• describe the work and conclusions of Blauner on alienation, along with some assumptions and limitations of technological determinism.
  • explain the relationship between control, de-skilling and technological change in labour process theory, and identify some of the theory's limitations.
  • identify in a contemporary industrial example the characteristics of post- Fordism.
  • describe how work and technology are developing in the view of flexibility theorists, the reasons they see for this, and the likely effects for employees and organisational management.
  • describe some criticisms of flexibility theory and outline some of the drawbacks and limits to flexibility.
  • describe the characteristic features of new technology.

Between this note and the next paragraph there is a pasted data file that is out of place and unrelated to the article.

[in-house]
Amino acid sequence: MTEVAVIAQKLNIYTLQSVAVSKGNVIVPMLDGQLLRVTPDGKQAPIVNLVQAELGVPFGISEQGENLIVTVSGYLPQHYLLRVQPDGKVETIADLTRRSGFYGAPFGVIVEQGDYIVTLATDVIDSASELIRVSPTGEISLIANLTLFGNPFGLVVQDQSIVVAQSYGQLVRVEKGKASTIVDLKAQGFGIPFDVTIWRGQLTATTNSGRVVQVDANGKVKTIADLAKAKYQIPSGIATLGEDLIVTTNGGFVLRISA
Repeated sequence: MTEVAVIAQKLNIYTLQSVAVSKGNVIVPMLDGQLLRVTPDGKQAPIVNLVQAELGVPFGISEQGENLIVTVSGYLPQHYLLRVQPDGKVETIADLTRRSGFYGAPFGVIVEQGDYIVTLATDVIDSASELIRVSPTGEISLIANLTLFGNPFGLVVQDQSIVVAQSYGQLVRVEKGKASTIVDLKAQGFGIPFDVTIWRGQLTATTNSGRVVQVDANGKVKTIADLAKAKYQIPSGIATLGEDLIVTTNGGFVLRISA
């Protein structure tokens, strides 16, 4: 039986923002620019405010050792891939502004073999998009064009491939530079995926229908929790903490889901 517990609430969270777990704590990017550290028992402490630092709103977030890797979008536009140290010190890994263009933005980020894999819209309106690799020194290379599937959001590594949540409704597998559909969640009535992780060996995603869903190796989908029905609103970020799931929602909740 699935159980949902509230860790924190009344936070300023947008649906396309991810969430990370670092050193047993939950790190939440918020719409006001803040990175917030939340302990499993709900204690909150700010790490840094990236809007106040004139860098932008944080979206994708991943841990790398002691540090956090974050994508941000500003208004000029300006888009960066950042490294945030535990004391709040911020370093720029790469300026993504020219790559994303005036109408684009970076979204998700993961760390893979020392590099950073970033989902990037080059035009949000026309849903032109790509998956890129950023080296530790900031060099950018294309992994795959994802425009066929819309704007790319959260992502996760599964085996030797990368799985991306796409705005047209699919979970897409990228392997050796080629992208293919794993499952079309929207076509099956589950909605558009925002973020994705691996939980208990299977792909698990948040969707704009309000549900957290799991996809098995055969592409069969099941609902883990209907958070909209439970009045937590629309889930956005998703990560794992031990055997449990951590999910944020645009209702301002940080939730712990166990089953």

• explain how new technology can increase skill requirements and improve the quality of working life.
  • describe convergence theory and its implications in basic terms.

On completion of your course, you will receive two certificates:

Certificate 1 is issued by Stonebridge Associated Colleges: Technology and Flexibility (Byte Size Skills Course) Certificate

Technology and Flexibility (Byte Size Skills Course) Certificate issued by Stonebridge Associated Colleges, to view a sample of the college’s award, please click here.

Requirements for Entry

There is no experience or previous qualifications required for enrolment on this course. It is available to all students, of all academic backgrounds.

Professional Membership

On completion of this course you will be eligible to join the following Professional Associations(s):

Stonebridge

On successful completion of your course your qualification is awarded. You will receive an attractively presented Diploma or Certificate issued by Stonebridge Associated Colleges, this will also allow you to use the letters SAC. Dip. or SAC. Cert. after your name.